The abbreviated fifth and final season of the Bruno Heller developed DC Comics based series “Gotham” came to an end Thursday, 25 April 2019 with the Rob Bailey / Erin Richards co-directed episode “Legend of the Dark Knight: The Beginning…” With a teleplay written by series showrunner John Stephens, the “Gotham” series finale was an appropriately logical ending point.
If you have yet to see the “Gotham” series finale, you should be aware there are spoilers in this article. You might want to watch the episode before you continue reading beyond this point.
Set ten years after the events depicted in the Carol Banker directed penultimate series episode “Legend of the Dark Knight: They Did What?,” Bruce Wayne returns to Gotham. Meanwhile, while the city prepares for the opening of the newly completed Wayne Tower, Detective Harvey Bullock (Donal Logue) is framed for murder.
Not believing Harvey capable of murder, Gotham Police Commissioner James Gordon (Ben McKenzie) begins to put the puzzle pieces together. A sinister plot is at the heart of everything which is unfolding in Gotham. As Jeremiah Valeska’s (Cameron Monaghan) plan takes shape, a new mysterious figure emerges and becomes the hero Gotham needs.
Where is Bruce?
Bruce has apparently returned to Gotham, not that we get to see him in the city. We don’t. Despite Bruce making his presence as Batman felt in the entirety of the episode, we do not get to see any significant scenes featuring David Mazouz as Bruce after the “Gotham” title frame.
The sequence immediately before the series title frame is reminiscent of the 2005 Christopher Nolan directed “Batman Begins.” The mountain is evocative the one Christian Bale’s Bruce Wayne climbs to find a particular flower.
How did the series finale feel to you?
Is it my imagination or did the Bailey / Richards co-directed episode feel to you more like a series premiere than it did a series finale? It is not just the tail end of the episode I am talking about in which Batman looms over the city. It is significantly more than that. The flow of the episode suggests a beginning not an ending. But then this is what “Gotham” has always been about. There is no denying this point. When Batman begins, “Gotham” would end.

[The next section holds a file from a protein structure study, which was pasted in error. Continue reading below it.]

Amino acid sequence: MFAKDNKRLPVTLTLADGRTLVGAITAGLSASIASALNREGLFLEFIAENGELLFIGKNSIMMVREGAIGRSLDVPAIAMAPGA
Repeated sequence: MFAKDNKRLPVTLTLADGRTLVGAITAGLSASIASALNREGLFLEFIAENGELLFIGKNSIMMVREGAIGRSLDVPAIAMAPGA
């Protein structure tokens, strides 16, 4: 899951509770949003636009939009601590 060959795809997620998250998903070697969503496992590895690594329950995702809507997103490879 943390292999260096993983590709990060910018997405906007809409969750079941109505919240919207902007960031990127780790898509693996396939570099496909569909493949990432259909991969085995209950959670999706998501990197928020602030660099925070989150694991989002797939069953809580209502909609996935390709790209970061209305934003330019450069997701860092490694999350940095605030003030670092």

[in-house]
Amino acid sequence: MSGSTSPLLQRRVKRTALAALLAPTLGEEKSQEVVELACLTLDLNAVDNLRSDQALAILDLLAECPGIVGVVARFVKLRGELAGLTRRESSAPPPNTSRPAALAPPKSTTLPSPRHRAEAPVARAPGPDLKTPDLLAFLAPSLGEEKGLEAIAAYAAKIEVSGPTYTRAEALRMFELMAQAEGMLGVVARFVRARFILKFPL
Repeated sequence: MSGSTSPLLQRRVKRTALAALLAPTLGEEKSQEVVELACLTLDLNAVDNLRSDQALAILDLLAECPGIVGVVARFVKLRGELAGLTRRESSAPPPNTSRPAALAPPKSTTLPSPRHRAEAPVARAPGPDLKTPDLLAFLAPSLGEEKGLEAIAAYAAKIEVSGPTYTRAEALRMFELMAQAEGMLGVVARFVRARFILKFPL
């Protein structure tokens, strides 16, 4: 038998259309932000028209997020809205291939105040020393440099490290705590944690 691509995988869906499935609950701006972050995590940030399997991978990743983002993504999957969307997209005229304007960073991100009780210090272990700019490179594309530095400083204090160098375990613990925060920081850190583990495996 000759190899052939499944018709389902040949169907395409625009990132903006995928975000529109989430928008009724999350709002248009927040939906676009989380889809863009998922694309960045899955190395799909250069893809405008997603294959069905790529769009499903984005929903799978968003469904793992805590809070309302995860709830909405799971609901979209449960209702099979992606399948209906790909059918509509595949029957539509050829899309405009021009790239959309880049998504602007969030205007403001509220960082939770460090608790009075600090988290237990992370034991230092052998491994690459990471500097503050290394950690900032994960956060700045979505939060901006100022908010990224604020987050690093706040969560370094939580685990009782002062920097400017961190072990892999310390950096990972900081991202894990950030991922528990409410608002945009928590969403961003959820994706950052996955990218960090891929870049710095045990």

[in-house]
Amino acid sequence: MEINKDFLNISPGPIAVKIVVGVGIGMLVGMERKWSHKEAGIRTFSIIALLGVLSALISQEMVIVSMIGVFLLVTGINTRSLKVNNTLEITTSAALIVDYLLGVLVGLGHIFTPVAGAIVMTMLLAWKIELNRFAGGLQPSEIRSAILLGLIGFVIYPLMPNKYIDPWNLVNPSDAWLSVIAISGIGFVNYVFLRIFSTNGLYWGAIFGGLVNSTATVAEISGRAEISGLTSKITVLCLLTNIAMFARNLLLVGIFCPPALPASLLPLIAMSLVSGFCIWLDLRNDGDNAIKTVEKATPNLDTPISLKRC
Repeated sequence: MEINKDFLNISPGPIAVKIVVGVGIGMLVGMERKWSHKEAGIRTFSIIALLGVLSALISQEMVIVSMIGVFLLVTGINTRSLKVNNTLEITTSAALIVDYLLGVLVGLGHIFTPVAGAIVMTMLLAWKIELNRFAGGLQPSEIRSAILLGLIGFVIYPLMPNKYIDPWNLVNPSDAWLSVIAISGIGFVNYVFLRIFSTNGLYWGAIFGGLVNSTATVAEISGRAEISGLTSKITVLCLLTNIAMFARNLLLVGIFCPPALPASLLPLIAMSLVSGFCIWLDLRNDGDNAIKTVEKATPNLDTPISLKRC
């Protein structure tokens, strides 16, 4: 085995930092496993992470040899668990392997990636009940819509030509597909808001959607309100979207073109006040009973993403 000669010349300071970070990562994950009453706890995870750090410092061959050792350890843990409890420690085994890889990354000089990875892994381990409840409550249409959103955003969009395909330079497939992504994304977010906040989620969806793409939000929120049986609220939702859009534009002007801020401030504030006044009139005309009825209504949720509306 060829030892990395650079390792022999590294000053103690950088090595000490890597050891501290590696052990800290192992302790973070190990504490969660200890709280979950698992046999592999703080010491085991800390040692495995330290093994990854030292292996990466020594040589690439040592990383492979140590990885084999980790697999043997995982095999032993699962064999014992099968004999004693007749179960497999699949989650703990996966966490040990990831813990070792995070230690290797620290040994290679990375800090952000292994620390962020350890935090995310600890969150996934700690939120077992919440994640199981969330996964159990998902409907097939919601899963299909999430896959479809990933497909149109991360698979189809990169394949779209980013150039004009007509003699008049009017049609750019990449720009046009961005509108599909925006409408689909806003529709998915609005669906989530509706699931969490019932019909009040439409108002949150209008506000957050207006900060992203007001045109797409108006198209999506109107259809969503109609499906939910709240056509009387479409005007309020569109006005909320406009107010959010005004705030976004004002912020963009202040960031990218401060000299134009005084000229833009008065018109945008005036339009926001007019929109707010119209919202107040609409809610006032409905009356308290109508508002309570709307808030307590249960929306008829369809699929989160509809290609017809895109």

One could say the penultimate episode in the series would have made for a better send off to “Gotham” than that which we saw Thursday night. In the previous episode, we saw both heroes and villains successfully working together for the best interests of the city. It was this episode that best reflected events depicted during the series’ five-year run. Bruce left Gotham. Anyone that knows the Bruce Wayne / Batman story should have seen that coming from a mile away.
The narrative is problematic. Is Gotham ever safe from the threat of violence? The pending appearance of a certain caped crusader is more important. Once Batman appears, the show is done. That was Heller’s plan from the series premiere. Because “Gotham” has been far too smitten with Batman, various depicted canon characters were not fully fleshed out.
Is Jim Gordon retiring?
It has been ten years since Captain James Gordon saw a promotion to Gotham Police Commissioner. He feels it is time for someone new to take over. Jim wants to spend more time with his wife and daughter. Does this happen? If the series follows canon, it does not. Gordon continues as Police Commissioner.
Is there a trailer?
While the eagle-eyed viewers amongst us will have noticed Camren Bicondova’s name in the episode’s credits, the role of Selina Kyle / Catwoman was portrayed by Lili Simmons. Getting to play the character is a real coup for the actress. This is a batman canon character we’re talking about. Not everyone can pull it off and make it believable. Evidently, Camren felt she was not able to play a 28-year-old Selina. Consequently, the character saw a recast.
The reasoning for the casting change for Selina is probably the same for why it was we did not get to see Bruce in the episode. With “The Beginning…” set ten years in the future, Mazouz looks too young to play the character.
Batman origin stories include a time jump shortly after Bruce Wayne’s parents are murdered. Because this does not occur with “Gotham,” the series narrative takes a different path. We follow Bruce’s life story for the next four years. The time jump occurs immediately after the opening sequence of the finale episode.
When Fox ordered “Gotham” as a series, the premise revolved around Jim Gordon’s origin story. Because of this, we were going to learn how he became the Gotham Police Commissioner. The series still accomplished that but it was no longer the focus. It did not take long for the series focus to shift. From season to season, the focus became more about rich kid Bruce Wayne than it did the police detective.